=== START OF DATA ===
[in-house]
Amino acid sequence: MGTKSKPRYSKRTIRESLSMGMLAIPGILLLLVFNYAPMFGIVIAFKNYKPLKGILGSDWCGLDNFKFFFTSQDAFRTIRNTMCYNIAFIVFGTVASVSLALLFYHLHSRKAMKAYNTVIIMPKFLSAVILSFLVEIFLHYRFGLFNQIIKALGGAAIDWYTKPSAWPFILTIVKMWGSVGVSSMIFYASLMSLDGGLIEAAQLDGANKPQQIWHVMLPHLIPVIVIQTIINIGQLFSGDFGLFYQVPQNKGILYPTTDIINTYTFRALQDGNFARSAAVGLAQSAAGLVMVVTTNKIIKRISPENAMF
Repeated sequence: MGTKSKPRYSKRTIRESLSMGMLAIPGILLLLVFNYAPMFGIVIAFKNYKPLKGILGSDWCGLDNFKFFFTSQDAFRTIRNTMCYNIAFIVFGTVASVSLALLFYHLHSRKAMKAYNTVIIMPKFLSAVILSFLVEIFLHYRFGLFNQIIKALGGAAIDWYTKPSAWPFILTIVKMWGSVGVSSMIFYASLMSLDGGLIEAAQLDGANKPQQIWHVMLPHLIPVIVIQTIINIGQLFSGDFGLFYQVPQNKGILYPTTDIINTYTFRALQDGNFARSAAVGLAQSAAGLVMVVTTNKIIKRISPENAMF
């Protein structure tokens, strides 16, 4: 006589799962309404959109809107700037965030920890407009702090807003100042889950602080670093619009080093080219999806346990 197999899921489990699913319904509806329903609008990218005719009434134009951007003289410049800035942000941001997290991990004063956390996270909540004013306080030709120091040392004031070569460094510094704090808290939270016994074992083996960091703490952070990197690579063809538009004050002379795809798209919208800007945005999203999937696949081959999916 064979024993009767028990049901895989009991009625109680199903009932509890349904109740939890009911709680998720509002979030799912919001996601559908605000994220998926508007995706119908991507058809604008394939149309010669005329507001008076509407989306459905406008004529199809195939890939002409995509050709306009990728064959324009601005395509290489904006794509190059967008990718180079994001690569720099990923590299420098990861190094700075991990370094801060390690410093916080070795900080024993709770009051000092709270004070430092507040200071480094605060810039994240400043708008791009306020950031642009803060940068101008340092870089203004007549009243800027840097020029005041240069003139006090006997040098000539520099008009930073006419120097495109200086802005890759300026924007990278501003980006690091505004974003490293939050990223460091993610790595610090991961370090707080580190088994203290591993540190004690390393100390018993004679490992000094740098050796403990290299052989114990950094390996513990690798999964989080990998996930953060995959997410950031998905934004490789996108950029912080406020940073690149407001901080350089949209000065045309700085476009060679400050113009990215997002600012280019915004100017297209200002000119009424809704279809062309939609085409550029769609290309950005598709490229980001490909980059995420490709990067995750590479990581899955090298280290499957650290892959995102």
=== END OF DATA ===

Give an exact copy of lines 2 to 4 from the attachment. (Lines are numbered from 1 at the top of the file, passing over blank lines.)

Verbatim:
Amino acid sequence: MGTKSKPRYSKRTIRESLSMGMLAIPGILLLLVFNYAPMFGIVIAFKNYKPLKGILGSDWCGLDNFKFFFTSQDAFRTIRNTMCYNIAFIVFGTVASVSLALLFYHLHSRKAMKAYNTVIIMPKFLSAVILSFLVEIFLHYRFGLFNQIIKALGGAAIDWYTKPSAWPFILTIVKMWGSVGVSSMIFYASLMSLDGGLIEAAQLDGANKPQQIWHVMLPHLIPVIVIQTIINIGQLFSGDFGLFYQVPQNKGILYPTTDIINTYTFRALQDGNFARSAAVGLAQSAAGLVMVVTTNKIIKRISPENAMF
Repeated sequence: MGTKSKPRYSKRTIRESLSMGMLAIPGILLLLVFNYAPMFGIVIAFKNYKPLKGILGSDWCGLDNFKFFFTSQDAFRTIRNTMCYNIAFIVFGTVASVSLALLFYHLHSRKAMKAYNTVIIMPKFLSAVILSFLVEIFLHYRFGLFNQIIKALGGAAIDWYTKPSAWPFILTIVKMWGSVGVSSMIFYASLMSLDGGLIEAAQLDGANKPQQIWHVMLPHLIPVIVIQTIINIGQLFSGDFGLFYQVPQNKGILYPTTDIINTYTFRALQDGNFARSAAVGLAQSAAGLVMVVTTNKIIKRISPENAMF
């Protein structure tokens, strides 16, 4: 006589799962309404959109809107700037965030920890407009702090807003100042889950602080670093619009080093080219999806346990 197999899921489990699913319904509806329903609008990218005719009434134009951007003289410049800035942000941001997290991990004063956390996270909540004013306080030709120091040392004031070569460094510094704090808290939270016994074992083996960091703490952070990197690579063809538009004050002379795809798209919208800007945005999203999937696949081959999916 064979024993009767028990049901895989009991009625109680199903009932509890349904109740939890009911709680998720509002979030799912919001996601559908605000994220998926508007995706119908991507058809604008394939149309010669005329507001008076509407989306459905406008004529199809195939890939002409995509050709306009990728064959324009601005395509290489904006794509190059967008990718180079994001690569720099990923590299420098990861190094700075991990370094801060390690410093916080070795900080024993709770009051000092709270004070430092507040200071480094605060810039994240400043708008791009306020950031642009803060940068101008340092870089203004007549009243800027840097020029005041240069003139006090006997040098000539520099008009930073006419120097495109200086802005890759300026924007990278501003980006690091505004974003490293939050990223460091993610790595610090991961370090707080580190088994203290591993540190004690390393100390018993004679490992000094740098050796403990290299052989114990950094390996513990690798999964989080990998996930953060995959997410950031998905934004490789996108950029912080406020940073690149407001901080350089949209000065045309700085476009060679400050113009990215997002600012280019915004100017297209200002000119009424809704279809062309939609085409550029769609290309950005598709490229980001490909980059995420490709990067995750590479990581899955090298280290499957650290892959995102």